Posts Tagged ‘Acute pain’

This article appeared first in “The Conversation” on April 25, 2018, under the title “Why it’s so hard for doctors to understand your pain”. 

We’re all human beings, but we’re not all alike.

Each person experiences pain differently, from an emotional perspective as well as a physical one, and responds to pain differently. That means that physicians like myself need to evaluate patients on an individual basis and find the best way to treat their pain.

Today, however, doctors are under pressure to limit costs and prescribe treatments based on standardized guidelines. A major gap looms between the patient’s experience of pain and the limited “one size fits all” treatment that doctors may offer.

Concerns about the opioid epidemic make the problem worse. Opioids – including heroin and fentanyl – killed more than 42,000 people in the U.S. in 2016. Four in 10 of these deaths involved prescription painkillers such as hydrocodone and oxycodone. Physicians are increasingly reluctant to prescribe opioids for pain, fearing government scrutiny or malpractice lawsuits.

Where does this leave the patient whose experience of pain is outside the norm? How can physicians in all specialties identify these patients and do our best to manage their pain, even when their needs don’t match our expectations or experience?

Pain differences

Some pain is a natural part of healing. But that pain can vary depending on who is experiencing it.

Let’s start with a question that for years perplexed physicians who specialize in anesthesiology: Do redheads require more anesthesia than other patients? Anecdotally, many anesthesiologists thought they did, but few took the question seriously.

Finally, a study examined women with naturally red hair compared to women with naturally dark hair when under standardized general anesthesia. Sure enough, most of the red-haired women required significantly more anesthesia before they didn’t react in response to a harmless but unpleasant electric shock. DNA analysis shows that nearly all redheads have distinct mutations in the melanocortin-1 receptor gene, which is the likely source of the difference in pain experiences.

Cultural norms also can determine how different groups of people react to pain. In the U.S., for instance, boys playing sports and young men in military training traditionally have been encouraged to act stoically and “shake it off” when hurt, while it has been more socially acceptable for girls and women to react emotionally in comparable circumstances. As a result, medical personnel may subconsciously take male complaints of pain more seriously, assuming that a man must be in severe pain if he’s complaining at all.

Many people believe that women’s pain is consistently undertreated, and often blamed on “hormones” or “nerves.” Women more commonly suffer from fibromyalgia, autoimmune diseases including lupus and inflammatory arthritis, and migraine headaches, among other painful conditions that can be hard to control. Recently, research has identified genetic explanations for why these conditions strike women more often than men.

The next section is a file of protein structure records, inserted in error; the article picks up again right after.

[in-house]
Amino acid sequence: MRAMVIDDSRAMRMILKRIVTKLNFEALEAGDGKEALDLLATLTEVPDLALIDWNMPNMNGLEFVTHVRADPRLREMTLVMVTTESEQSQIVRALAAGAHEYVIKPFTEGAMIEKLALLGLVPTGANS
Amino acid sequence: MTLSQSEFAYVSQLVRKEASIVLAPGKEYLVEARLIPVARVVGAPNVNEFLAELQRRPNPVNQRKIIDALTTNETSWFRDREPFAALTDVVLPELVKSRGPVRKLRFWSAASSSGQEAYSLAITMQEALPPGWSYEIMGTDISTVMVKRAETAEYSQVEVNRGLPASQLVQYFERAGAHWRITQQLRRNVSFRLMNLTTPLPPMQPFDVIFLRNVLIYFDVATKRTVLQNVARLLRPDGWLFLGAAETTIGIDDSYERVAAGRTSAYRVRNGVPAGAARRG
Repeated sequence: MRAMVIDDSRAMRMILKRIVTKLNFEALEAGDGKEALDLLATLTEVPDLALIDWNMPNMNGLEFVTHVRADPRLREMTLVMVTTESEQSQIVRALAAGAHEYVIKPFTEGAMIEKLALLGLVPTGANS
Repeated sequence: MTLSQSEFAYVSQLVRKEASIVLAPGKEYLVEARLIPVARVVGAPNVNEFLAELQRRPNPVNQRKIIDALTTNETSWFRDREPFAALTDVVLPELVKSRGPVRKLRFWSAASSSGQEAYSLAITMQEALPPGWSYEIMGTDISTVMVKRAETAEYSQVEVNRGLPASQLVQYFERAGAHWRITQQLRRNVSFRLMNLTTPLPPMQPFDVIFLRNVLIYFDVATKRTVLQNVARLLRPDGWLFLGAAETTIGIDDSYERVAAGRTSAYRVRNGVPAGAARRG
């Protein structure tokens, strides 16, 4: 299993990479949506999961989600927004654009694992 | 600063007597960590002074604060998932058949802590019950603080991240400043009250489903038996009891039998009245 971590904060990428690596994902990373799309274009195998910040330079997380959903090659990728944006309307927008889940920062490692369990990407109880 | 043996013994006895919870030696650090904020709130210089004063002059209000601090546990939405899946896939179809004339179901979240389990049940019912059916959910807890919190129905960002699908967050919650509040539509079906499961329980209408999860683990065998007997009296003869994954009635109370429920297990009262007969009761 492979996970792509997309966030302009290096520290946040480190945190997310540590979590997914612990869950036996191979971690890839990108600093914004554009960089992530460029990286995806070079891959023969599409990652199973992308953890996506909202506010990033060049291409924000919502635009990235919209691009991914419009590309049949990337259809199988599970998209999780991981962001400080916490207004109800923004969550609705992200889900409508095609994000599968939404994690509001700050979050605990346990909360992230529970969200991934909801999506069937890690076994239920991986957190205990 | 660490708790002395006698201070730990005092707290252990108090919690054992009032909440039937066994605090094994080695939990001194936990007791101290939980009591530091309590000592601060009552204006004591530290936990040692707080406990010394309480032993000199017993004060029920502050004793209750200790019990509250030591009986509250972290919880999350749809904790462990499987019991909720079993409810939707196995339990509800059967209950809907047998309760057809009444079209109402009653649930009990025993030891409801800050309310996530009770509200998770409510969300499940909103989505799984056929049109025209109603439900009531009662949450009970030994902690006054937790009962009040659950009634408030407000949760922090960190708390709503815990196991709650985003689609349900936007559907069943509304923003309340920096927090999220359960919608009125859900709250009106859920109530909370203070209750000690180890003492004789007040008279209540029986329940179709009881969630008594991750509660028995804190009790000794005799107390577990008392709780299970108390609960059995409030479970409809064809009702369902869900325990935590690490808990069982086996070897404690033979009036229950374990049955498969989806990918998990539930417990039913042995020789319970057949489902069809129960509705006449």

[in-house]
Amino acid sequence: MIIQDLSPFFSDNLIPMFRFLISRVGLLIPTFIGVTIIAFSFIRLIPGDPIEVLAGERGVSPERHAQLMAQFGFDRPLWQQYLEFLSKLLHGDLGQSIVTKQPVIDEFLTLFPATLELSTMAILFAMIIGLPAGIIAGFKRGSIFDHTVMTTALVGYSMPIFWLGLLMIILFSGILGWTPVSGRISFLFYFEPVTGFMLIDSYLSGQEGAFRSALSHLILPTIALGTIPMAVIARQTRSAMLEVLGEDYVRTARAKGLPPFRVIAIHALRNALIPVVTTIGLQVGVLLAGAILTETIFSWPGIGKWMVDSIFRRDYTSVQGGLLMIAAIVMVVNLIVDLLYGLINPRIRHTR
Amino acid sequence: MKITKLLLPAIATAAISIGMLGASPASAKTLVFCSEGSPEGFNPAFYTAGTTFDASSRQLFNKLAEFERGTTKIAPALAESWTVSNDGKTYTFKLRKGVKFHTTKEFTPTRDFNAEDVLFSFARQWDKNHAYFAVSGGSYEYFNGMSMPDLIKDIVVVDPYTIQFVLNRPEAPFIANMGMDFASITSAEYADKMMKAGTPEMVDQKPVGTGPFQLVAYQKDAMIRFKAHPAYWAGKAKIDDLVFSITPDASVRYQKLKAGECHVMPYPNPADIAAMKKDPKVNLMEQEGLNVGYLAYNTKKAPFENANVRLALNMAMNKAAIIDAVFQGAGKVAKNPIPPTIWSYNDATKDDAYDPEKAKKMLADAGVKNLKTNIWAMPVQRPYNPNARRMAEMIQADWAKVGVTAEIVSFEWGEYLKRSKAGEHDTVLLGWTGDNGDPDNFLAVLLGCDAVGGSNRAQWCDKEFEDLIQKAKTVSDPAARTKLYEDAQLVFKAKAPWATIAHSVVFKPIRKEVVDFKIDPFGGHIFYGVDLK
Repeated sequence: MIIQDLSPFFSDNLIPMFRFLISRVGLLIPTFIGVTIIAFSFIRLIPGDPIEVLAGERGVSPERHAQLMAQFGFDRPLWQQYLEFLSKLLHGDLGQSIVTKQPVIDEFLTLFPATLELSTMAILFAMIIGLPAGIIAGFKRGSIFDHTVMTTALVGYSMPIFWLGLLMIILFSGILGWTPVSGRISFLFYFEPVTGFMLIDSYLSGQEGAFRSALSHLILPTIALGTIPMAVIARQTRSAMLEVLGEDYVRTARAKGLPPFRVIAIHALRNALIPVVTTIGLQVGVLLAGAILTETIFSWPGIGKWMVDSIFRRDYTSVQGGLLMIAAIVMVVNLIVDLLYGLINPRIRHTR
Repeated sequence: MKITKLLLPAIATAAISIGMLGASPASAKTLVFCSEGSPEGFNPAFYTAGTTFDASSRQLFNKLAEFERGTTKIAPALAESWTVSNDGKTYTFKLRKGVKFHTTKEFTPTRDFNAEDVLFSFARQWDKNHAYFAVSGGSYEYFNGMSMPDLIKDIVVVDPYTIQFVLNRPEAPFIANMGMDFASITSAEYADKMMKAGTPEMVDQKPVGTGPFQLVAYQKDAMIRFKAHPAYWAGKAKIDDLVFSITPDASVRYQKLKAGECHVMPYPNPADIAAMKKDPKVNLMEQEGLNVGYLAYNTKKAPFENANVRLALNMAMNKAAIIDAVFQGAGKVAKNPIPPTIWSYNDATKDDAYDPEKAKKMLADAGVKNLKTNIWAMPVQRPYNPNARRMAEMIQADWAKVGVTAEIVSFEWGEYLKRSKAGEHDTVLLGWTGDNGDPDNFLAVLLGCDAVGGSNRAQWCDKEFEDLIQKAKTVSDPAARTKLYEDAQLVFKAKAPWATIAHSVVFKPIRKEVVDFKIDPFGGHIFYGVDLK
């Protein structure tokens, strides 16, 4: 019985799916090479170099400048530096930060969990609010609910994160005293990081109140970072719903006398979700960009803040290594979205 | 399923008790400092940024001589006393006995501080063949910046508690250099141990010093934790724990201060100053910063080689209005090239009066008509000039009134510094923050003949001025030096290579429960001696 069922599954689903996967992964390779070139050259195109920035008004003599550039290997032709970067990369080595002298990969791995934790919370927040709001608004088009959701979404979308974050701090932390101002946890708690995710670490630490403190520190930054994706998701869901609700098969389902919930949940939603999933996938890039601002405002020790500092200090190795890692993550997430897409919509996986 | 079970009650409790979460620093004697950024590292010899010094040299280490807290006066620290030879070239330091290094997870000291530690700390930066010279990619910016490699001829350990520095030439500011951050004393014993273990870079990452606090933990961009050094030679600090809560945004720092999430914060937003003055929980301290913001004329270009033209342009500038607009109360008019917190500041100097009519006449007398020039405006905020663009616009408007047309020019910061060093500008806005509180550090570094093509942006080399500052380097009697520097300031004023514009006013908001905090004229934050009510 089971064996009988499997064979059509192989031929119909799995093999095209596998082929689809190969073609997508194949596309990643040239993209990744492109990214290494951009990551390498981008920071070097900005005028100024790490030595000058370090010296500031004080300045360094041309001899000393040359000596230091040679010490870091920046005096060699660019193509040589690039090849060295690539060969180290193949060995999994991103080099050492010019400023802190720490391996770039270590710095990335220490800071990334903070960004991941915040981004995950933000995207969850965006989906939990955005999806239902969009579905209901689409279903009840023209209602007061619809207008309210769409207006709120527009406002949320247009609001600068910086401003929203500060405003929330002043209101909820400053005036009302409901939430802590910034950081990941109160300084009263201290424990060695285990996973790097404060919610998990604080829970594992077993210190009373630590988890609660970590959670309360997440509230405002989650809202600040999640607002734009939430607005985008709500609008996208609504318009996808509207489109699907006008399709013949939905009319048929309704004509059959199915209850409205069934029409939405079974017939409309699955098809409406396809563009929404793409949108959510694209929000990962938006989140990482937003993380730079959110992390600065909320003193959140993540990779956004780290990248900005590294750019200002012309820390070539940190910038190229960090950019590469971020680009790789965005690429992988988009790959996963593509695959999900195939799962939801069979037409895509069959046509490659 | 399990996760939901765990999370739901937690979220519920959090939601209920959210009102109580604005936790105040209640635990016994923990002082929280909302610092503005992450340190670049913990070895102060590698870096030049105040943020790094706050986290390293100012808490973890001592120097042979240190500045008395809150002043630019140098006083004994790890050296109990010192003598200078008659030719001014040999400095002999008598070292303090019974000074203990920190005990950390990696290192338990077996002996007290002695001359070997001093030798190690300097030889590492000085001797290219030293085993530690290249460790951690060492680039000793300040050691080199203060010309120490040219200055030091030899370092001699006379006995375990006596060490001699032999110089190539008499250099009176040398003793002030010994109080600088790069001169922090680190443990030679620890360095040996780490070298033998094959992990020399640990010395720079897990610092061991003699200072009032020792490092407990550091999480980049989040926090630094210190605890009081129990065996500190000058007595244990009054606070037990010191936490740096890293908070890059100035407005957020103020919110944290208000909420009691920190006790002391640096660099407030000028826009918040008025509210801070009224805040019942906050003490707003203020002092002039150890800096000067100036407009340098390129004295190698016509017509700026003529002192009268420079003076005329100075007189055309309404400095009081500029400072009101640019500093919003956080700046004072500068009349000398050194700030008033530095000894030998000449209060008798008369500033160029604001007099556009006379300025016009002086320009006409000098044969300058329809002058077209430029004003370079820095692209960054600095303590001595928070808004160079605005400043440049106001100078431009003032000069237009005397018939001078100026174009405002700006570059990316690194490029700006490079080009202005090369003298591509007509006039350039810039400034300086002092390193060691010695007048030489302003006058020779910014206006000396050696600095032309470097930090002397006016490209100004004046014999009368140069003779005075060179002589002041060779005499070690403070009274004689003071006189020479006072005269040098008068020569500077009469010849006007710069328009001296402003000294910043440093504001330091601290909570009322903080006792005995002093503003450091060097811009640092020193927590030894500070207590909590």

More women than men had at least one prescription for opioids filled in 2016. Though women are less likely to die of opioid overdose, they may become dependent on prescription opioids more quickly than men.

Race and ethnicity, too, can play a role in the experience of pain. The unequal treatment of pain, even cancer-related pain, among minority patients is part of the tragic legacy of racial discrimination in the U.S. In 2009, a major review article concluded that “racial and ethnic disparities in acute pain, chronic cancer pain, and palliative pain care continue to persist.” For example, minority patients who presented to emergency departments with abdominal pain are 22 to 30 percent less likely to receive analgesic medications than white patients with similar complaints.

In spite of research showing that non-Hispanic white patients show less sensitivity to pain than do black patients and patients of Hispanic ancestry, these inequities persist. The stereotype of the stoic Northern European patient may have a basis in genetics more than personality. The minority patients demonstrated a lower threshold for experiencing pain and a lower tolerance for acute pain, suggesting that they need more medication for adequate pain relief.

The hope of genetic research

My guess is that the next decades will bring an explosion in research illuminating the genetic mechanisms behind pain experiences. Genetic differences can help explain why some patients develop certain diseases while others, exposed to the same environmental factors, never do. Some patients undoubtedly are more sensitive to pain from the start than others, based on genetic factors that the medical community doesn’t yet understand.